Demetrius is engaged to Hermia having been previously engaged to Helena. His cruelty to Helena in front of Oberon sets the play's events in motion.
Loves Lysander but is betrothed to Demetrius. She and Lysander are fleeing into the forest together at the start of the opera to escape the wrath of her father (who wants her to marry Demetrius).
A friend of Hermia who was previously engaged to Demetrius before he called it off to marry Hermia. She still loves Demetrius despite this...
The Duke of Athens (the chap who slew the minotaur in Greek legend). A small role in Britten's adaptation only appearing in Act III.
The queen of the Amazons. Hippolyta is to marry Theseus. A small role in Britten's adaptation only appearing in Act III.
Quince's House, Arthur Rackham
Quince's House, Arthur Rackham

The Mechanicals


Vocal Type


Bass Baritone
Nick Bottom, the weaver. He provides considerable comic relief, particularly when he gains his donkey's head and frolics with Tytania. Plays Pyramus in the play within the play.
The leader of the mechanicals troupe though Bottom often rides roughshod over his opinions.
A bellow-mender excited by the prospect of acting in a play. Takes the role of Thisbe, Pyramus's female lover.
A joiner who is timid and a bit thick. Plays the Lion that (rather sweetly) fails to eat Thisbe.
A tinker who plays the hilarious role of Wall (which he does badly as he's so nervous).
The tailor who plays the part of the moon. He does this with a lantern, and is much mocked for it by the Athenians.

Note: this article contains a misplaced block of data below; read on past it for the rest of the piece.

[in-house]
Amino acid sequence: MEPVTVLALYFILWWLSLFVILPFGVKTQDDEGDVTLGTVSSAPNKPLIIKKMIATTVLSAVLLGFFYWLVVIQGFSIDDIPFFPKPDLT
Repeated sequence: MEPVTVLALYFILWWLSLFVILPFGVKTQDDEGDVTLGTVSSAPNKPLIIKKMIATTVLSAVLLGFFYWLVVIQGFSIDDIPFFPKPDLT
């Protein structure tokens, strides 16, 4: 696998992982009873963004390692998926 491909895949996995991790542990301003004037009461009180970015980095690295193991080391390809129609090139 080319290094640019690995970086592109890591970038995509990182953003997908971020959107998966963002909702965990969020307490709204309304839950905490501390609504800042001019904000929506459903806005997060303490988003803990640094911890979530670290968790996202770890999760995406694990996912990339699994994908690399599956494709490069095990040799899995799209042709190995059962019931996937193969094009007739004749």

Act I - Running Time: 50 mins

It is night in the woods outside Athens. Oberon argues with Tytania over a young changeling boy (Oberon wants him for a knight whilst Tytania wants to keep him as his mother was one of her servants). Refusing to give the boy up, Tytania leaves. Oberon calls Puck and sends him to find a magical flower. The juice of this flower has the power to make anyone fall in love with the next person they see. Oberon plans to sprinkle this juice on Tytania’s eyes as she sleeps and then take the boy for himself.

Tytania and Oberon, Houston Grand Opera
Tytania and Oberon © Felix Sanchez/Houston Grand Opera

We next meet Lysander, Hermia, Demetrius and Helena. They are variously fleeing/chasing into the woods and form something of a love chain. This unhappy group is overheard by Oberon, who instructs Puck to fix the group by making Demetrius fall for Helena (using the magic flower).

The Quartet at the start of the opera
The Quartet at the start of the opera

We now meet our third and final group, the six “mechanicals” or “rustics” (basically working-class men). They are preparing to perform a play for the wedding of Theseus (Duke of Athens) to Hippolyta (Queen of the Amazons). They fuss over the casting, Bottom's shenanigans setting off hilarity, but eventually, all is settled, and they agree to meet later the same night to rehearse.

The Mechanicals in the Metropolitan Opera Production
The Mechanicals in the Metropolitan Opera Production © Marty Sohl/Metropolitan Opera

Lost and exhausted Hermia and Lysander fall asleep in the woods. Puck appears, and thinking he has found Demetrius sprinkles the juice on Lysander. Demetrius arrives pursued by Helena but angrily dismisses her. Helena is distraught and seeing Lysander moves to wake him. Surprise, surprise, he awakens and instantly falls in love. Helena runs off thinking Lysander is making fun of her; Lysander chases after, and Hermia awakens to find herself all alone.

Nearby, Tytania begins to sleep. Oberon appears and places the juice on her eyes.

The Quartet after Puck's mischief
The Quartet after Puck's mischief

Act II - Running Time: 50 mins